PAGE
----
Early Failure Can Impact a Career

A concern arose on one of the various question sites I frequent – a manager was hired on contract to supervise a project, which was cancelled a short time later. As a result, the contract was terminated. Normally, this would be percieved as a standard part of business as a consultant – except for this particular manager. It was his first job.

The manager was concerned that this would appear as a stain on a clean resume, perhaps having a negative impact on his ability to market himself effectively. However, perhaps this early failure could turn out to be of benefit, when properly presented.

Everything in life is about the spin, or the angle. In any situation, the question is not whether there is bias, but rather, how that bias is being presented, and to what ends. Sometimes, the creation of the bias itself is subject to analysis, showing the thought processes of the presenter.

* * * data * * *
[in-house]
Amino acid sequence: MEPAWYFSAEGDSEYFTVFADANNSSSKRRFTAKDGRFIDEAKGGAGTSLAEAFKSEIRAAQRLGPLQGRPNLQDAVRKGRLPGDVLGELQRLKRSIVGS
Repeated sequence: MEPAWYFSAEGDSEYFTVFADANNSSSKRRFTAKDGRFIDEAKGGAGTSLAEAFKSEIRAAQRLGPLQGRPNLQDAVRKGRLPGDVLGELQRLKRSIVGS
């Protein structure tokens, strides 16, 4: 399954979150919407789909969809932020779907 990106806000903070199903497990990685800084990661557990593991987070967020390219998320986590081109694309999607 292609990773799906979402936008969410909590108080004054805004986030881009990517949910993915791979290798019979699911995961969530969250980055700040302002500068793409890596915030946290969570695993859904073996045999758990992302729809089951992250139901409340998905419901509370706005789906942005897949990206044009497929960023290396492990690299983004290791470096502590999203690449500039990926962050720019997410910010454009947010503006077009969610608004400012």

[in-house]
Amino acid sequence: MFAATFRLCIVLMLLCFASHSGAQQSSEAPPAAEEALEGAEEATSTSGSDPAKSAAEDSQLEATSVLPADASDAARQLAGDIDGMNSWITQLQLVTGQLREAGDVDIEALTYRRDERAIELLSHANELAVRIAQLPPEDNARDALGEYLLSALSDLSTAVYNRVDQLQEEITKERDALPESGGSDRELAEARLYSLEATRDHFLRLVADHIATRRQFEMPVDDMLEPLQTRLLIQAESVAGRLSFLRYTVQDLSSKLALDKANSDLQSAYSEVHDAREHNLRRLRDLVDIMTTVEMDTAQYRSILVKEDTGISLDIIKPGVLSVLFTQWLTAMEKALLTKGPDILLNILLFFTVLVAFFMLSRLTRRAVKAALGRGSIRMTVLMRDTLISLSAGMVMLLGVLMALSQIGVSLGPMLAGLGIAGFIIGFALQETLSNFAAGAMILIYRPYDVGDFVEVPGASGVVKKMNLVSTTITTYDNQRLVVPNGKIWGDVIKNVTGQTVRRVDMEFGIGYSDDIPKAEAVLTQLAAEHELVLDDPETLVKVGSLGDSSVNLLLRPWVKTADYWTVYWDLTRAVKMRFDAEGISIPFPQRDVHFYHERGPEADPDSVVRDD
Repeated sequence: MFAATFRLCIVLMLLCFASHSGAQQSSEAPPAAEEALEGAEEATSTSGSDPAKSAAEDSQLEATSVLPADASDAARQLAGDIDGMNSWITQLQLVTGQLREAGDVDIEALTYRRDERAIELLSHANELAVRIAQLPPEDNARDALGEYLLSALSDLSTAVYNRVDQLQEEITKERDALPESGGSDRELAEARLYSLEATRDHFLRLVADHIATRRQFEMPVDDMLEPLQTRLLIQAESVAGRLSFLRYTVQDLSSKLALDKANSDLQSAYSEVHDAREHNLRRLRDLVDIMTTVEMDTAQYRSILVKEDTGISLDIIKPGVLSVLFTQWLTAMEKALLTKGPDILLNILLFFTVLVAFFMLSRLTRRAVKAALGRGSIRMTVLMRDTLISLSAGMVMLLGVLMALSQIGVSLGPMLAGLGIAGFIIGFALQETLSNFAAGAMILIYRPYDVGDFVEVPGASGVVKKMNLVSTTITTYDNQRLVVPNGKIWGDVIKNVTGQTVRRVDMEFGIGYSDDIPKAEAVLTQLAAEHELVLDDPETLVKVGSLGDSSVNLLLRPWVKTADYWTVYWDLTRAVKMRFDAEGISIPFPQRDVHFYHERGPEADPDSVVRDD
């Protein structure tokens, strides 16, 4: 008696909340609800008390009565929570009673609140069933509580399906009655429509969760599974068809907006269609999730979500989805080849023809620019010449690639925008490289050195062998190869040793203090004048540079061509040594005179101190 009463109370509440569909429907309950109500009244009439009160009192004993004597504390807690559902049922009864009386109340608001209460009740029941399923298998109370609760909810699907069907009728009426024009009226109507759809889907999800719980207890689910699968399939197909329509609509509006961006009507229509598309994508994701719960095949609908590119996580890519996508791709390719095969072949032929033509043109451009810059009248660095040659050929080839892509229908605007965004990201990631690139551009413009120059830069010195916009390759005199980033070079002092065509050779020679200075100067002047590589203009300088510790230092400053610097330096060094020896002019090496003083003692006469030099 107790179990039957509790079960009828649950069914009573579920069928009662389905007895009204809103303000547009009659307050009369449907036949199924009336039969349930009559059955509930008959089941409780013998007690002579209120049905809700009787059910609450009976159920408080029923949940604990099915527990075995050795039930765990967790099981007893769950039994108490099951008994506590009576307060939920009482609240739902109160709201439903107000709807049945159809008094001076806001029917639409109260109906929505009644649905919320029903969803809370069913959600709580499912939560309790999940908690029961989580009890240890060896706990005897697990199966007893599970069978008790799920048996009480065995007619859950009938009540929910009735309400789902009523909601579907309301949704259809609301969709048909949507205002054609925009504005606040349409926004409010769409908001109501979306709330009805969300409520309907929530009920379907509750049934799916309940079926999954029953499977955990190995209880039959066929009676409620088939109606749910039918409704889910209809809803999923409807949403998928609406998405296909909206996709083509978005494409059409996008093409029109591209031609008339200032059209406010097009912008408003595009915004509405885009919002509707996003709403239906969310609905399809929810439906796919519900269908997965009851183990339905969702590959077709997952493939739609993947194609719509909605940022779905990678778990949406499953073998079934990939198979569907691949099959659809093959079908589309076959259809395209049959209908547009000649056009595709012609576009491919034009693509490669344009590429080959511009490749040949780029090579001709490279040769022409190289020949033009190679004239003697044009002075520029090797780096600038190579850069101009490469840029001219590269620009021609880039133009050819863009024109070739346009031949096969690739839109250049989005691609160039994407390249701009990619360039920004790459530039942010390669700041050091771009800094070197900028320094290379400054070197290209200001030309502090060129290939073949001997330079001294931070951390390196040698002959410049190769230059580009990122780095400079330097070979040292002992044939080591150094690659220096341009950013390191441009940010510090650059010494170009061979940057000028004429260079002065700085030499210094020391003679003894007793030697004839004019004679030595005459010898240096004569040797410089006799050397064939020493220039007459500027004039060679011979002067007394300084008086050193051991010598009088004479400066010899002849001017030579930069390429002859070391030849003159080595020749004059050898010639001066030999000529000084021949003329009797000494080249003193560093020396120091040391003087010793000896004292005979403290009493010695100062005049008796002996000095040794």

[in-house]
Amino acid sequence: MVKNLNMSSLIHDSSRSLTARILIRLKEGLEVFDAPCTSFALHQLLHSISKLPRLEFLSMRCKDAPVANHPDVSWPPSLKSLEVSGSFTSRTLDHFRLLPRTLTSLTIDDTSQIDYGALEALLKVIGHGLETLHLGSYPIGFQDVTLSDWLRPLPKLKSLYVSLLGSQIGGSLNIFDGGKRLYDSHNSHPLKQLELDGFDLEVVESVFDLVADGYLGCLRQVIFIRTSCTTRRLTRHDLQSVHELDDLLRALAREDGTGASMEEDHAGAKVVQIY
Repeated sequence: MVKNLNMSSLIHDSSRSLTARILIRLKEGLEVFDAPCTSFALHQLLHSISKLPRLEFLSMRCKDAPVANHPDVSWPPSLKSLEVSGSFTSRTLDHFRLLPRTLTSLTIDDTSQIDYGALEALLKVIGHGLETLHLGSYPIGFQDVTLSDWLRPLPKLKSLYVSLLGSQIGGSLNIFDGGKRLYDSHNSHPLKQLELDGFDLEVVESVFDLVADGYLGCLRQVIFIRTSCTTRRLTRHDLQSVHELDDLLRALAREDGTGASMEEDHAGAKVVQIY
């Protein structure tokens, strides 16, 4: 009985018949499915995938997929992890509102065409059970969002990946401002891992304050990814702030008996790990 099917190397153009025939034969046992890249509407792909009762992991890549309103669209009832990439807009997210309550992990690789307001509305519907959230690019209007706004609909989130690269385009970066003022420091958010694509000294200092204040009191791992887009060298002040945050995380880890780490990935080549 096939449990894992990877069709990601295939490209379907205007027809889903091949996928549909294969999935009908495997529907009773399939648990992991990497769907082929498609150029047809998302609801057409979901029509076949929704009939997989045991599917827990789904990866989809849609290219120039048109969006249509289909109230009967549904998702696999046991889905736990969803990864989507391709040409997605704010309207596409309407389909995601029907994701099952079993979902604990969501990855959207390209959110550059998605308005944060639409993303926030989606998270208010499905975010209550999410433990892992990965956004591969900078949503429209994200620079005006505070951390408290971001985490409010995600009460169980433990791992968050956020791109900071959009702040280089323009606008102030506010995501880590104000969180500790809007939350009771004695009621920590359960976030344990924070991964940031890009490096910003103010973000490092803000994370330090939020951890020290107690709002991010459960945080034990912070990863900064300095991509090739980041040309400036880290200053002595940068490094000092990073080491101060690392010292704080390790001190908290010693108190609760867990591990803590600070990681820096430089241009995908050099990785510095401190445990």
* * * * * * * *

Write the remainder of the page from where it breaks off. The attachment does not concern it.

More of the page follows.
The manager, seeking to put a positive spin on the situation, can choose to reflect on what was accomplished prior to the conclusion of the contract. Additionally, he can look at the reasons for the project being cancelled, and learn how to detect such issues early in the project lifecycle. He can apply those lessons learned to future projects, but, perhaps more relevant, he can explain all this as a lesson learned in the school of hard knocks.

When presented with a situation in which the outcome was not the hoped for success, that’s not the same as a failure, unless you choose to present it that way. Every situation has bias, and you can choose to bias the situation to be described as an alternative successful outcome, rather than a failure.